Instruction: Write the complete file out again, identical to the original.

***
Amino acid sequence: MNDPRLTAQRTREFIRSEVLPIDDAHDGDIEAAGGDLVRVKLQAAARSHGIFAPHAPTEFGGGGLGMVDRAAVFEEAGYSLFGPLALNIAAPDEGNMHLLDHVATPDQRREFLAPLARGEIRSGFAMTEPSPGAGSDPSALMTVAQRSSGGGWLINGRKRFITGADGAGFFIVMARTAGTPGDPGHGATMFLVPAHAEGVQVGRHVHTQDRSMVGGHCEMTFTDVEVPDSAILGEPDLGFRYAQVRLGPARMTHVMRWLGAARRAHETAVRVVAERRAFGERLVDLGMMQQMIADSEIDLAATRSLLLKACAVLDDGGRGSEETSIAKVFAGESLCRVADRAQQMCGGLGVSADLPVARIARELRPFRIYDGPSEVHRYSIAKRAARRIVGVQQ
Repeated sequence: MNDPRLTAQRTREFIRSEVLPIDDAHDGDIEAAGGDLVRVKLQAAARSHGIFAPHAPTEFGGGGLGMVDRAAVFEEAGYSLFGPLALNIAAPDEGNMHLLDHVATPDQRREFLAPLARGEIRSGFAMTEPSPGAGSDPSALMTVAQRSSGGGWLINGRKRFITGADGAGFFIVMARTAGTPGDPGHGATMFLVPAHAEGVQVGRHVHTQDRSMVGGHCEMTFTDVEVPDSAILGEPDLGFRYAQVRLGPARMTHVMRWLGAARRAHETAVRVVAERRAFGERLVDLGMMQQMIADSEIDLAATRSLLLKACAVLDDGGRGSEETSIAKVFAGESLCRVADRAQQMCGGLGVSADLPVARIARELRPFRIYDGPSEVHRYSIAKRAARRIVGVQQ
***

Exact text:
Amino acid sequence: MNDPRLTAQRTREFIRSEVLPIDDAHDGDIEAAGGDLVRVKLQAAARSHGIFAPHAPTEFGGGGLGMVDRAAVFEEAGYSLFGPLALNIAAPDEGNMHLLDHVATPDQRREFLAPLARGEIRSGFAMTEPSPGAGSDPSALMTVAQRSSGGGWLINGRKRFITGADGAGFFIVMARTAGTPGDPGHGATMFLVPAHAEGVQVGRHVHTQDRSMVGGHCEMTFTDVEVPDSAILGEPDLGFRYAQVRLGPARMTHVMRWLGAARRAHETAVRVVAERRAFGERLVDLGMMQQMIADSEIDLAATRSLLLKACAVLDDGGRGSEETSIAKVFAGESLCRVADRAQQMCGGLGVSADLPVARIARELRPFRIYDGPSEVHRYSIAKRAARRIVGVQQ
Repeated sequence: MNDPRLTAQRTREFIRSEVLPIDDAHDGDIEAAGGDLVRVKLQAAARSHGIFAPHAPTEFGGGGLGMVDRAAVFEEAGYSLFGPLALNIAAPDEGNMHLLDHVATPDQRREFLAPLARGEIRSGFAMTEPSPGAGSDPSALMTVAQRSSGGGWLINGRKRFITGADGAGFFIVMARTAGTPGDPGHGATMFLVPAHAEGVQVGRHVHTQDRSMVGGHCEMTFTDVEVPDSAILGEPDLGFRYAQVRLGPARMTHVMRWLGAARRAHETAVRVVAERRAFGERLVDLGMMQQMIADSEIDLAATRSLLLKACAVLDDGGRGSEETSIAKVFAGESLCRVADRAQQMCGGLGVSADLPVARIARELRPFRIYDGPSEVHRYSIAKRAARRIVGVQQ